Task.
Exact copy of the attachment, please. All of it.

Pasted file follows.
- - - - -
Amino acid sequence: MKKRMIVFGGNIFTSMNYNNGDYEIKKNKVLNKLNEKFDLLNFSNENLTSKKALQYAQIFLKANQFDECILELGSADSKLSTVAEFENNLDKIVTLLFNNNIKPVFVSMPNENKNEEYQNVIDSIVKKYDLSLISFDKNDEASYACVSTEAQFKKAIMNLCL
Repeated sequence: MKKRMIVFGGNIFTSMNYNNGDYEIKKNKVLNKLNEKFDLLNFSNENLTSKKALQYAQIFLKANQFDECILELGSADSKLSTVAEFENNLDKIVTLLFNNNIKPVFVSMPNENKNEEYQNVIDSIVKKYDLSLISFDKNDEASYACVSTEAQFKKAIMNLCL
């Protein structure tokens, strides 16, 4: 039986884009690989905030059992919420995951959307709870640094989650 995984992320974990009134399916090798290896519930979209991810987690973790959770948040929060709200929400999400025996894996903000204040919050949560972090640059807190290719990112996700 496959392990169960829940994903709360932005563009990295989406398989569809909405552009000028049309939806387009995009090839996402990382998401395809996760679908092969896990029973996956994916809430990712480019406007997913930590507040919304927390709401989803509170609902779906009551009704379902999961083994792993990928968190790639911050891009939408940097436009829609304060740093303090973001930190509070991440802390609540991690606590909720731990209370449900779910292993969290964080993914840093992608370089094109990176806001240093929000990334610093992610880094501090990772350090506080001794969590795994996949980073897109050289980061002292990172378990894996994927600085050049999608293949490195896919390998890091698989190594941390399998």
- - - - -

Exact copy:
Amino acid sequence: MKKRMIVFGGNIFTSMNYNNGDYEIKKNKVLNKLNEKFDLLNFSNENLTSKKALQYAQIFLKANQFDECILELGSADSKLSTVAEFENNLDKIVTLLFNNNIKPVFVSMPNENKNEEYQNVIDSIVKKYDLSLISFDKNDEASYACVSTEAQFKKAIMNLCL
Repeated sequence: MKKRMIVFGGNIFTSMNYNNGDYEIKKNKVLNKLNEKFDLLNFSNENLTSKKALQYAQIFLKANQFDECILELGSADSKLSTVAEFENNLDKIVTLLFNNNIKPVFVSMPNENKNEEYQNVIDSIVKKYDLSLISFDKNDEASYACVSTEAQFKKAIMNLCL
């Protein structure tokens, strides 16, 4: 039986884009690989905030059992919420995951959307709870640094989650 995984992320974990009134399916090798290896519930979209991810987690973790959770948040929060709200929400999400025996894996903000204040919050949560972090640059807190290719990112996700 496959392990169960829940994903709360932005563009990295989406398989569809909405552009000028049309939806387009995009090839996402990382998401395809996760679908092969896990029973996956994916809430990712480019406007997913930590507040919304927390709401989803509170609902779906009551009704379902999961083994792993990928968190790639911050891009939408940097436009829609304060740093303090973001930190509070991440802390609540991690606590909720731990209370449900779910292993969290964080993914840093992608370089094109990176806001240093929000990334610093992610880094501090990772350090506080001794969590795994996949980073897109050289980061002292990172378990894996994927600085050049999608293949490195896919390998890091698989190594941390399998």